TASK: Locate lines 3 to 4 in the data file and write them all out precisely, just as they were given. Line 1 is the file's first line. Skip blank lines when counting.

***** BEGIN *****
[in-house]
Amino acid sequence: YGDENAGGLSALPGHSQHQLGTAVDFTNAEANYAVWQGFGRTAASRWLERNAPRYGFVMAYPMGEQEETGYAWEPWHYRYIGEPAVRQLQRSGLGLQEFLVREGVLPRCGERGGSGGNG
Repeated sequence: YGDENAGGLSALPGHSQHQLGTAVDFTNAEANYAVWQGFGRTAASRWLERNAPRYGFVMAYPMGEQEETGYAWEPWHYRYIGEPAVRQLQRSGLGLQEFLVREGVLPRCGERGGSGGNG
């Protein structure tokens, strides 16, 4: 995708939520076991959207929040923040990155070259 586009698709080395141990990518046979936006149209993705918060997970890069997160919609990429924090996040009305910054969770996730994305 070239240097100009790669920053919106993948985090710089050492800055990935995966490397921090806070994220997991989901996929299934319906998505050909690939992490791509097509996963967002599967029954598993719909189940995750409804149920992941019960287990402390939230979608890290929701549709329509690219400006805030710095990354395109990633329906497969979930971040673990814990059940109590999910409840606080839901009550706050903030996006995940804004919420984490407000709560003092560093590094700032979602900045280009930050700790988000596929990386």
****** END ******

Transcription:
Repeated sequence: YGDENAGGLSALPGHSQHQLGTAVDFTNAEANYAVWQGFGRTAASRWLERNAPRYGFVMAYPMGEQEETGYAWEPWHYRYIGEPAVRQLQRSGLGLQEFLVREGVLPRCGERGGSGGNG
């Protein structure tokens, strides 16, 4: 995708939520076991959207929040923040990155070259 586009698709080395141990990518046979936006149209993705918060997970890069997160919609990429924090996040009305910054969770996730994305 070239240097100009790669920053919106993948985090710089050492800055990935995966490397921090806070994220997991989901996929299934319906998505050909690939992490791509097509996963967002599967029954598993719909189940995750409804149920992941019960287990402390939230979608890290929701549709329509690219400006805030710095990354395109990633329906497969979930971040673990814990059940109590999910409840606080839901009550706050903030996006995940804004919420984490407000709560003092560093590094700032979602900045280009930050700790988000596929990386």